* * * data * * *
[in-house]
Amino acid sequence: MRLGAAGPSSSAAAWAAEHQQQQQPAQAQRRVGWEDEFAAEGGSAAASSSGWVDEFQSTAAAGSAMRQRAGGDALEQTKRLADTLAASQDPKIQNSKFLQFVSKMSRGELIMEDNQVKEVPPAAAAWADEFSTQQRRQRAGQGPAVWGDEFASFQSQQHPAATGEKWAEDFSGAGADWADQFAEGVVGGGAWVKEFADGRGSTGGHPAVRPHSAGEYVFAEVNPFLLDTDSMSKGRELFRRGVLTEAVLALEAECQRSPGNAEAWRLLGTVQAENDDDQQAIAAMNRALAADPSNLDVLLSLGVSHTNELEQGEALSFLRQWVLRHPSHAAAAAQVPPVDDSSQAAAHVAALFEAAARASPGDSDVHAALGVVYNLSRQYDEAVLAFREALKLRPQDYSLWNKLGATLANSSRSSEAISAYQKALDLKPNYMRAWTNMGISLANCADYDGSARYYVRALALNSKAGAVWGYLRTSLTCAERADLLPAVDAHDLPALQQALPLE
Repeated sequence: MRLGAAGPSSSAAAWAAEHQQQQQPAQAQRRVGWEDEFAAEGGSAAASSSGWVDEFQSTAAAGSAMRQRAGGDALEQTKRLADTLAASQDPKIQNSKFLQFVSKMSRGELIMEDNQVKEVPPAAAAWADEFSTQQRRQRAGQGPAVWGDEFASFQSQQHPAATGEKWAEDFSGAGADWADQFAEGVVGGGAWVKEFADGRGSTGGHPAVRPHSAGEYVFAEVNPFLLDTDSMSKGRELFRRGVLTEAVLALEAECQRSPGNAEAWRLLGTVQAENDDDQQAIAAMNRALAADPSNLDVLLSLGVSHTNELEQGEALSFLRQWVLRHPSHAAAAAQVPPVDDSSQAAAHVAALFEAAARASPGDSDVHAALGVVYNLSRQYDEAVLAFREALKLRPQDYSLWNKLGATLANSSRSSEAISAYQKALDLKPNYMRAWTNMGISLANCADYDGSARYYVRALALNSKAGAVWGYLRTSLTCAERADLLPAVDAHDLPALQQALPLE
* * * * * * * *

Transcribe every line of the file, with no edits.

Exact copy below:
[in-house]
Amino acid sequence: MRLGAAGPSSSAAAWAAEHQQQQQPAQAQRRVGWEDEFAAEGGSAAASSSGWVDEFQSTAAAGSAMRQRAGGDALEQTKRLADTLAASQDPKIQNSKFLQFVSKMSRGELIMEDNQVKEVPPAAAAWADEFSTQQRRQRAGQGPAVWGDEFASFQSQQHPAATGEKWAEDFSGAGADWADQFAEGVVGGGAWVKEFADGRGSTGGHPAVRPHSAGEYVFAEVNPFLLDTDSMSKGRELFRRGVLTEAVLALEAECQRSPGNAEAWRLLGTVQAENDDDQQAIAAMNRALAADPSNLDVLLSLGVSHTNELEQGEALSFLRQWVLRHPSHAAAAAQVPPVDDSSQAAAHVAALFEAAARASPGDSDVHAALGVVYNLSRQYDEAVLAFREALKLRPQDYSLWNKLGATLANSSRSSEAISAYQKALDLKPNYMRAWTNMGISLANCADYDGSARYYVRALALNSKAGAVWGYLRTSLTCAERADLLPAVDAHDLPALQQALPLE
Repeated sequence: MRLGAAGPSSSAAAWAAEHQQQQQPAQAQRRVGWEDEFAAEGGSAAASSSGWVDEFQSTAAAGSAMRQRAGGDALEQTKRLADTLAASQDPKIQNSKFLQFVSKMSRGELIMEDNQVKEVPPAAAAWADEFSTQQRRQRAGQGPAVWGDEFASFQSQQHPAATGEKWAEDFSGAGADWADQFAEGVVGGGAWVKEFADGRGSTGGHPAVRPHSAGEYVFAEVNPFLLDTDSMSKGRELFRRGVLTEAVLALEAECQRSPGNAEAWRLLGTVQAENDDDQQAIAAMNRALAADPSNLDVLLSLGVSHTNELEQGEALSFLRQWVLRHPSHAAAAAQVPPVDDSSQAAAHVAALFEAAARASPGDSDVHAALGVVYNLSRQYDEAVLAFREALKLRPQDYSLWNKLGATLANSSRSSEAISAYQKALDLKPNYMRAWTNMGISLANCADYDGSARYYVRALALNSKAGAVWGYLRTSLTCAERADLLPAVDAHDLPALQQALPLE